Strong draft lifts Saints’ offseason grade
Bryson Vesnaver breaks down the New Orleans Saints' offseason moves thus far, assigning a grade to the team.
Strong draft lifts Saints’ offseason grade
The Saints completed their second-consecutive 7-9 season last year, missing the playoffs in both of those campaigns. While QB Drew Brees and LT Terron Armstead provided bright spots on offense, the Saints were one of the worst defensive teams in all of football last season. The New Orleans’ defense had just six players earn above-average grades, and only one (DE Cameron Jordan) who graded at a truly top level. There were a lot of holes that needed to be addressed, and not a lot of salary cap space to do it.
Let’s see what moves they made in free agency and the draft to address some of those weaknesses.
Offseason Grade: C+
Free agency and trades
New Arrivals: RB Vick Ballard, TE Coby Fleener, LB James Laurinaitis, LB Nate Stupar, DT Nick Fairley, LB Craig Robertson, K Connor Barth
Re-signings: RB Travaris Cadet, RB Tim Hightower, K Kai Forbath, TE Michael Hoomanawanui, G Senio Kelemete, QB Luke McCown, S Jamarca Sanford, CB Kyle Wilson, G Tim Lelito
Departures: CB Brandon Browner, S Rafael Bush, WR Marques Colston, G Jahri Evans, LB David Hawthorne, LB Ramon Humber, RB Khiry Robinson, TE Benjamin Watson
Offensively, the Saints were forced to say goodbye to a trio of starters from last season in TE Ben Watson, WR Marques Colston, and G Jahri Evans. While the three are well-known names, their production last season was not irreplaceable. Colston and Evans had average seasons and are not getting any younger, so it was not a big surprise to see the Saints move on. Watson was a solid passing-game TE, finishing with the 11th best receiving grade in the league, but he also had the third-lowest blocking grade (out of 73 TEs). Coby Fleener had a rough receiving year last season, but has shown potential in the past at both receiving and blocking. The Saints are hoping a fresh start can allow Fleener to put it all together in the same season and be an improvement to what Watson was for them.
Defensively, the Saints got rid of CB Brandon Browner after he posted the lowest grade we’ve ever given a corner for a season. They also moved on from LBs David Hawthorne and Ramon Humber, both of whom posted below-average grades in limited snaps. The Saints desperately needed upgrades on all three levels of their defense, and they managed to really hit on just one of their three big signings. DT Nick Fairley is an instant upgrade to their defensive interior. His production has been above-average every year and he posted a career-high grade last season, 11th-highest among DTs. He’ll help take some pressure off of DE Cameron Jordan, who was the Saints’ only real pass-rusher last season.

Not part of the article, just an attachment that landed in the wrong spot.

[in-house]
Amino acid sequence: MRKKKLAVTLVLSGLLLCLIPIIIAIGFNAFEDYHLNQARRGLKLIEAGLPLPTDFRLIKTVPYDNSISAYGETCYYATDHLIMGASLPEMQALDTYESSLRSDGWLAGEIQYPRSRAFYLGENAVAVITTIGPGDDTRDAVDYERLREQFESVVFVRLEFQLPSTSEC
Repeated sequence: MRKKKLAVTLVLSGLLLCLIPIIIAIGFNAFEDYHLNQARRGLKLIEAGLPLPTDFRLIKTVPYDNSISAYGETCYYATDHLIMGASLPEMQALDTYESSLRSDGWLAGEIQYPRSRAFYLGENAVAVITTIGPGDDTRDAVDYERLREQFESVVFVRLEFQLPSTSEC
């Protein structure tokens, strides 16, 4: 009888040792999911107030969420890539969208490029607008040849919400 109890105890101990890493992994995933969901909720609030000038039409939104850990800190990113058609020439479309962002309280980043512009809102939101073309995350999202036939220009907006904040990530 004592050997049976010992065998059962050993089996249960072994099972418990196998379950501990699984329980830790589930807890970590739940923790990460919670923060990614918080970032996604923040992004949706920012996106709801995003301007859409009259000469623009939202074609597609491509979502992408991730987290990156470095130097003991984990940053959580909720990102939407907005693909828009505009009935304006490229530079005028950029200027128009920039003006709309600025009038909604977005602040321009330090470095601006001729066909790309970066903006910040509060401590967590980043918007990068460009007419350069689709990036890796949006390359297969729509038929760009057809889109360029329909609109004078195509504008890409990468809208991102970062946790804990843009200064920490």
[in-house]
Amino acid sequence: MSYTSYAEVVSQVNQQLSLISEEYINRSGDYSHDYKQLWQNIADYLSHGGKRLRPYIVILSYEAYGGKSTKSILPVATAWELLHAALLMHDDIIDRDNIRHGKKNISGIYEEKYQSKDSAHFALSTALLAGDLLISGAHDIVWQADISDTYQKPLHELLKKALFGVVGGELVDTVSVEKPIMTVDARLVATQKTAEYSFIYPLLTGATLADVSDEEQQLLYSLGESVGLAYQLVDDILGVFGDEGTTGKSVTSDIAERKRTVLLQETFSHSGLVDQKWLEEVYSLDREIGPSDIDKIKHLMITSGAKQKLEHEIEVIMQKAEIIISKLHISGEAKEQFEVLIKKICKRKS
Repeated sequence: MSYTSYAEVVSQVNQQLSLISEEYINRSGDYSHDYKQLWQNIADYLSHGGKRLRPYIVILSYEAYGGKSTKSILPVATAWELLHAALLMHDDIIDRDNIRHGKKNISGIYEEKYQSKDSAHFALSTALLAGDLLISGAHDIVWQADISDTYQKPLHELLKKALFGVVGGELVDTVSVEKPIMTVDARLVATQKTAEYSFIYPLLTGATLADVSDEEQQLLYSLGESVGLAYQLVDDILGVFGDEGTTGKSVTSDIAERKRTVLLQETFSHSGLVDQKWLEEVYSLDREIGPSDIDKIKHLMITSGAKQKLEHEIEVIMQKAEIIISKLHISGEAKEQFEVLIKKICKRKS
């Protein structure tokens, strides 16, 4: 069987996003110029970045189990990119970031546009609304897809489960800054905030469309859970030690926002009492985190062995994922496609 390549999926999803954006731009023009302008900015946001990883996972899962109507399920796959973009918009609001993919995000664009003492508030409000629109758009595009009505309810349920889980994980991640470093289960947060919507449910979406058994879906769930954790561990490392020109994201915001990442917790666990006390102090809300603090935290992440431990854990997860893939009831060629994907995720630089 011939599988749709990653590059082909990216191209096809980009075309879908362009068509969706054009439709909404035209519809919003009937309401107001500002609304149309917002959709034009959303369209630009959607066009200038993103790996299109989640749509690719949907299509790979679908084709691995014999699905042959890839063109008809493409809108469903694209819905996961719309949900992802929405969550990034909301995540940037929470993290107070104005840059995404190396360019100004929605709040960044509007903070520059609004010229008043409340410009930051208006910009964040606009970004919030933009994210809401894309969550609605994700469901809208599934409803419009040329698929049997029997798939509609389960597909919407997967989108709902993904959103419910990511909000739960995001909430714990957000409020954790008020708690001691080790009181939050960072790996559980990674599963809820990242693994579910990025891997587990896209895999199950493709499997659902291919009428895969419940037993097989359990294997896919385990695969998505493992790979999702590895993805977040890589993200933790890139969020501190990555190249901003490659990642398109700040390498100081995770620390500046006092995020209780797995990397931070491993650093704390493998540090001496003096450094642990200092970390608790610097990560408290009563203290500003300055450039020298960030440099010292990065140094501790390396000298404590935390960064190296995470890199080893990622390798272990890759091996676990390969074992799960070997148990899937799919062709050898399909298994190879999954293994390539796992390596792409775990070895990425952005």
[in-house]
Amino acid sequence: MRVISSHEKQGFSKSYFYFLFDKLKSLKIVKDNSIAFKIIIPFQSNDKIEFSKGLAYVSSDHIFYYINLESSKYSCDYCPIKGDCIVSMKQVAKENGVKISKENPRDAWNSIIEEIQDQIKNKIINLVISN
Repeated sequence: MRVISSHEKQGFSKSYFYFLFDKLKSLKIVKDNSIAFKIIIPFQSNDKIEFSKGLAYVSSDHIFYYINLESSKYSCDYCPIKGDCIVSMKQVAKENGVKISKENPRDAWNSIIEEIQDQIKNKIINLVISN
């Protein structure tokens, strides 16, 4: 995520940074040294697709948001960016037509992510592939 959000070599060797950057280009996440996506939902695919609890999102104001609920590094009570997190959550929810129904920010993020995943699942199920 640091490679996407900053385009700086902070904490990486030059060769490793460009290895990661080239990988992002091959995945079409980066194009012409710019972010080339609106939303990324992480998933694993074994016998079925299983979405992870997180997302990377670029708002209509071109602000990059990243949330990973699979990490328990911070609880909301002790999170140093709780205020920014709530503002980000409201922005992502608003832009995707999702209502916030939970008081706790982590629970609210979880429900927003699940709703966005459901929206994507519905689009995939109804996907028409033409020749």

At the linebacker position, the Saints managed to sign two ILBs in Craig Robertson and James Laurinaitis. Robertson has posted decent coverage grades the past two seasons, but has somewhat struggled against the run. Laurinaitis is even worse against the run, and also struggled in pass coverage. For a team that had just one linebacker grade above-average against the run (Hau’oli Kikaha), neither Robertson nor Laurinaitis are real upgrades for that group.
2016 NFL draft
- Round 1 (12) Sheldon Rankins, DT, Louisville
- Round 2 (47) Michael Thomas, WR, Ohio State
- Round 2 (61) (from New England via Arizona) Vonn Bell, S, Ohio State
- Round 4 (120) (from Washington) David Onyemata, DT, University of Manitoba
- Round 7 (237) Daniel Lasco, RB, California
Despite only five draft picks this year, the Saints made them count. DT Sheldon Rankins was a top-10 talent; he was the second-highest graded interior defender in 2014, and posted similar production levels last season. He has the ability to play either 3-4 DE or 4-3 DT without any difficulties. He should prove to be an instant upgrade to the Saints’ interior defensive line.
WR Michael Thomas was a big-time Round-2 pick for them, as we had him 24th on our final draft board. He’s one of the best route-runners in this year’s WR class, and has the ability to go up and win the ball at the catch point. He’ll be a good intermediate weapon for the Saints’ offense. S Vonn Bell had the 12th-best coverage grade in this class, and should help anchor the Saints’ secondary. DT David Onyemata and RB Daniel Lasco are projects, but both are phenomenal athletes that the Saints’ coaches are hoping they can mold into productive players at the NFL level.
The Saints’ biggest issue this offseason was their lack of cap space, and they managed to get some relief there by cutting some underperforming veterans loose. However, when it came to actually improving struggling units of their team, the Saints didn’t quite find the success they were hoping for. Offensively, New Orleans will still have issues all along their offensive line, save for the left tackle position. The tight end position didn’t get worse, but didn’t necessarily get better, either. Michael Thomas has a good chance of becoming a solid top-level receiver, but he’s just one.
Defensively, the Saints helped shore up their interior defense with the Fairley signing and the drafting of Rankins. However, they brought in two underwhelming linebackers who don’t figure to improve that unit very much. They added just one defensive back in the draft and free agency combined, save for a handful of undrafted free agents. The Saints still have plenty of holes, and they’ll need a lot of players to step up in an unexpectedly huge way to have a successful season.